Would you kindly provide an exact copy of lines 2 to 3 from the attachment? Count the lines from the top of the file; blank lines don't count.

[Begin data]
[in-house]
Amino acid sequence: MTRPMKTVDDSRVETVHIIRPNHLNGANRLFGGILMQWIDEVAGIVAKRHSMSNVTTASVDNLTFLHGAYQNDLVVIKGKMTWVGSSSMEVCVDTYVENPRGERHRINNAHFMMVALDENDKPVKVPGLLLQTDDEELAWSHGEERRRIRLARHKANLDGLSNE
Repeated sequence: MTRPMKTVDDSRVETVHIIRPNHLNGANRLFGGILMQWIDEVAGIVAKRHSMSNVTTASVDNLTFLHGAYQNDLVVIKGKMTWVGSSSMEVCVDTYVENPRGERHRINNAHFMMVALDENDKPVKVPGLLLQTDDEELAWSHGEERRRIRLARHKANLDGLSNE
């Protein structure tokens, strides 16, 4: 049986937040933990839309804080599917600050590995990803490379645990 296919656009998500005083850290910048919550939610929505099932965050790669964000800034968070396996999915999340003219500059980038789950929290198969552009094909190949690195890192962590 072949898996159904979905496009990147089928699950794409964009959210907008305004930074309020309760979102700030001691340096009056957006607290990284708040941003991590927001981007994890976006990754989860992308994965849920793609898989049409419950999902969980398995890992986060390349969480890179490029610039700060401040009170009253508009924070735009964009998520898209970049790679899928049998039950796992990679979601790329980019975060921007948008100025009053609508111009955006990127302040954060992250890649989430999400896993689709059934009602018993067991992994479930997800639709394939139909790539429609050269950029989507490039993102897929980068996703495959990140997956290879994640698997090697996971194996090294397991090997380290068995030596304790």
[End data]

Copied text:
Amino acid sequence: MTRPMKTVDDSRVETVHIIRPNHLNGANRLFGGILMQWIDEVAGIVAKRHSMSNVTTASVDNLTFLHGAYQNDLVVIKGKMTWVGSSSMEVCVDTYVENPRGERHRINNAHFMMVALDENDKPVKVPGLLLQTDDEELAWSHGEERRRIRLARHKANLDGLSNE
Repeated sequence: MTRPMKTVDDSRVETVHIIRPNHLNGANRLFGGILMQWIDEVAGIVAKRHSMSNVTTASVDNLTFLHGAYQNDLVVIKGKMTWVGSSSMEVCVDTYVENPRGERHRINNAHFMMVALDENDKPVKVPGLLLQTDDEELAWSHGEERRRIRLARHKANLDGLSNE